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If there is belief it will help then take them. After the last couple years it is like whatever.  Basically there is just enough studies done to give the manufacturer something to pitch their product

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I would agree that we seem to have a high number of injuries, but it is entirely possible guys years ago where playing through some of these issues, but this team would rather us the IL and bring up someone else than use a guy battling an injury.  

I would also assume they are using many different aspects to help.  People need to remember that these guys are doing things only a few percent of humans do.  Unlike the weekend warrior, these guys do it day in and day out at the highest level possible being asked to do things that few can.  Injuries will happen.  Maybe, we are quick to move them to the IL or maybe there are more injuries than before, or maybe the players are more willing to disclose the little issues.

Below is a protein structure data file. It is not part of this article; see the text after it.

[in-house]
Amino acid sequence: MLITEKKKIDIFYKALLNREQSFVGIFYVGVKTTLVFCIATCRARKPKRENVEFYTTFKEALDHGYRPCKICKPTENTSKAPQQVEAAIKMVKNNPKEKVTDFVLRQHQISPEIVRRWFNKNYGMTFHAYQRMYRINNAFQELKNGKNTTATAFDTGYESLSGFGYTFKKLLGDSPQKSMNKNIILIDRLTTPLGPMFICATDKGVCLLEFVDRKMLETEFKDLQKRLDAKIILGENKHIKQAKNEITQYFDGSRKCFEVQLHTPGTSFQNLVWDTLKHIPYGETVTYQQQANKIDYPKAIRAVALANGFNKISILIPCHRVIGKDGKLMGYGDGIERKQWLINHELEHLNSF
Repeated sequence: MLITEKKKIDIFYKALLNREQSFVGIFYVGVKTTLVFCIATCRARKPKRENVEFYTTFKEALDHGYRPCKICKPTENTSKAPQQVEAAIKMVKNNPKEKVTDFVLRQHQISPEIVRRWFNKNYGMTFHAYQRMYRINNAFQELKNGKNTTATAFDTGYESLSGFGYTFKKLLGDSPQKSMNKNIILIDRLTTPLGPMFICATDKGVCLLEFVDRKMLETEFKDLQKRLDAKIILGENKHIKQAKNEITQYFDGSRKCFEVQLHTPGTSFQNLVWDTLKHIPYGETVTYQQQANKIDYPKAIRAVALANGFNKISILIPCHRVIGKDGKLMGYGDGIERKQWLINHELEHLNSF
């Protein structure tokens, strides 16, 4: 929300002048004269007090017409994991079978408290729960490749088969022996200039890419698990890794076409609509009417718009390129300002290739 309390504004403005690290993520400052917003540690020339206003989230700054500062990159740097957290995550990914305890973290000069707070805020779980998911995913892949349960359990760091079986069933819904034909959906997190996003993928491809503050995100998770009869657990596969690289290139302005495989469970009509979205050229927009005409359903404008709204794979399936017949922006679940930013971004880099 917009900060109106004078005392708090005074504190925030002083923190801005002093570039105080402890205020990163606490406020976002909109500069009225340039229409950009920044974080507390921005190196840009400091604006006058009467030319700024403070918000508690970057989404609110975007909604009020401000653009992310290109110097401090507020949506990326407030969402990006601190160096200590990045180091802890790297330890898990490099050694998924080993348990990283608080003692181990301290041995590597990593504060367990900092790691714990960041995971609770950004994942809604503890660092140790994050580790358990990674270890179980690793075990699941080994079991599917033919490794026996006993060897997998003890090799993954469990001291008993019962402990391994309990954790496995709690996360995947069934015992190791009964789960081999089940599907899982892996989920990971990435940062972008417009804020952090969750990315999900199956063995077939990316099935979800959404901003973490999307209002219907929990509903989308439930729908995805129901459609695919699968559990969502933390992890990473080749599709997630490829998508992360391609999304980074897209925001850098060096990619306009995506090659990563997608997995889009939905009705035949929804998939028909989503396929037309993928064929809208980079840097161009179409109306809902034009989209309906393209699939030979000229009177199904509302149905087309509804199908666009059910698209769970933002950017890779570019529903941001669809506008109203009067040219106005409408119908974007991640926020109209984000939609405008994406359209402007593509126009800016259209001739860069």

Take Larnach for instance.  He clearly was not hitting as well as he was.  We say he is in a slump.  Now we find out what may have led to that slump is his core muscle was off.  Back in the day guys would normally play through it and maybe have poor numbers only to find out they were playing with an injury all year. 

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I can't speak to the specifics of how the Twins manage their players' health but unfortunately, all that rest and caution has resulted in very few success stories, Chris Archer being the only really shining example I can think of off-hand.

I understand the desire to keep guys rested to improve their chances of good late-season performance but it hasn't seemed to make a dent in the overall health of the roster one bit.

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5 hours ago, Brock Beauchamp said: